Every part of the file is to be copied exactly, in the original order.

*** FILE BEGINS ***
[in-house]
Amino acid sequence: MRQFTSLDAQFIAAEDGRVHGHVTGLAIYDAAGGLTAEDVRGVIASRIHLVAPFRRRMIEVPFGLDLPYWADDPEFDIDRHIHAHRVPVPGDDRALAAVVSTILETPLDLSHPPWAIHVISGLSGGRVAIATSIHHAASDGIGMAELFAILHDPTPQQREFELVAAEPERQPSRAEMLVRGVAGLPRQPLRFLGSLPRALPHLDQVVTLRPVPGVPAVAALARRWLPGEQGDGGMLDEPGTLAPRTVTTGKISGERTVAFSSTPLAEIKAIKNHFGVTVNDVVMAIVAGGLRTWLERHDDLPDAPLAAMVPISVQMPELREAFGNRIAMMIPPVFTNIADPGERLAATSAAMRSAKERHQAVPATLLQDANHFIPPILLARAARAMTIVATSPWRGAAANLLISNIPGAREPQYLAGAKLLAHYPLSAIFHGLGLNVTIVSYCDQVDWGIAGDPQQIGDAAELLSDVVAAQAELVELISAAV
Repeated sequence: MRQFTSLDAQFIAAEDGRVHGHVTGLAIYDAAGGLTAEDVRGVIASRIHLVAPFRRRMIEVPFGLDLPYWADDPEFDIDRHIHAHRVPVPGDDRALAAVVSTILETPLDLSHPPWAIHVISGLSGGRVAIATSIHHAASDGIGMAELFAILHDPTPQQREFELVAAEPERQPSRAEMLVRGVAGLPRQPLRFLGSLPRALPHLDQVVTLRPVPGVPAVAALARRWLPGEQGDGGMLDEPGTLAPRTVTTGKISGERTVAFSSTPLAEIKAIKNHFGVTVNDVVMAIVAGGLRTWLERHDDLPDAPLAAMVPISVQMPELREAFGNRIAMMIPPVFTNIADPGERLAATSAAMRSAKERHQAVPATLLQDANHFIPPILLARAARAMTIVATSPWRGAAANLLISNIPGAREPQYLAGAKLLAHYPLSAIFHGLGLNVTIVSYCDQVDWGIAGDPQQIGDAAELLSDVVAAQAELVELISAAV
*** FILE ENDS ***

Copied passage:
[in-house]
Amino acid sequence: MRQFTSLDAQFIAAEDGRVHGHVTGLAIYDAAGGLTAEDVRGVIASRIHLVAPFRRRMIEVPFGLDLPYWADDPEFDIDRHIHAHRVPVPGDDRALAAVVSTILETPLDLSHPPWAIHVISGLSGGRVAIATSIHHAASDGIGMAELFAILHDPTPQQREFELVAAEPERQPSRAEMLVRGVAGLPRQPLRFLGSLPRALPHLDQVVTLRPVPGVPAVAALARRWLPGEQGDGGMLDEPGTLAPRTVTTGKISGERTVAFSSTPLAEIKAIKNHFGVTVNDVVMAIVAGGLRTWLERHDDLPDAPLAAMVPISVQMPELREAFGNRIAMMIPPVFTNIADPGERLAATSAAMRSAKERHQAVPATLLQDANHFIPPILLARAARAMTIVATSPWRGAAANLLISNIPGAREPQYLAGAKLLAHYPLSAIFHGLGLNVTIVSYCDQVDWGIAGDPQQIGDAAELLSDVVAAQAELVELISAAV
Repeated sequence: MRQFTSLDAQFIAAEDGRVHGHVTGLAIYDAAGGLTAEDVRGVIASRIHLVAPFRRRMIEVPFGLDLPYWADDPEFDIDRHIHAHRVPVPGDDRALAAVVSTILETPLDLSHPPWAIHVISGLSGGRVAIATSIHHAASDGIGMAELFAILHDPTPQQREFELVAAEPERQPSRAEMLVRGVAGLPRQPLRFLGSLPRALPHLDQVVTLRPVPGVPAVAALARRWLPGEQGDGGMLDEPGTLAPRTVTTGKISGERTVAFSSTPLAEIKAIKNHFGVTVNDVVMAIVAGGLRTWLERHDDLPDAPLAAMVPISVQMPELREAFGNRIAMMIPPVFTNIADPGERLAATSAAMRSAKERHQAVPATLLQDANHFIPPILLARAARAMTIVATSPWRGAAANLLISNIPGAREPQYLAGAKLLAHYPLSAIFHGLGLNVTIVSYCDQVDWGIAGDPQQIGDAAELLSDVVAAQAELVELISAAV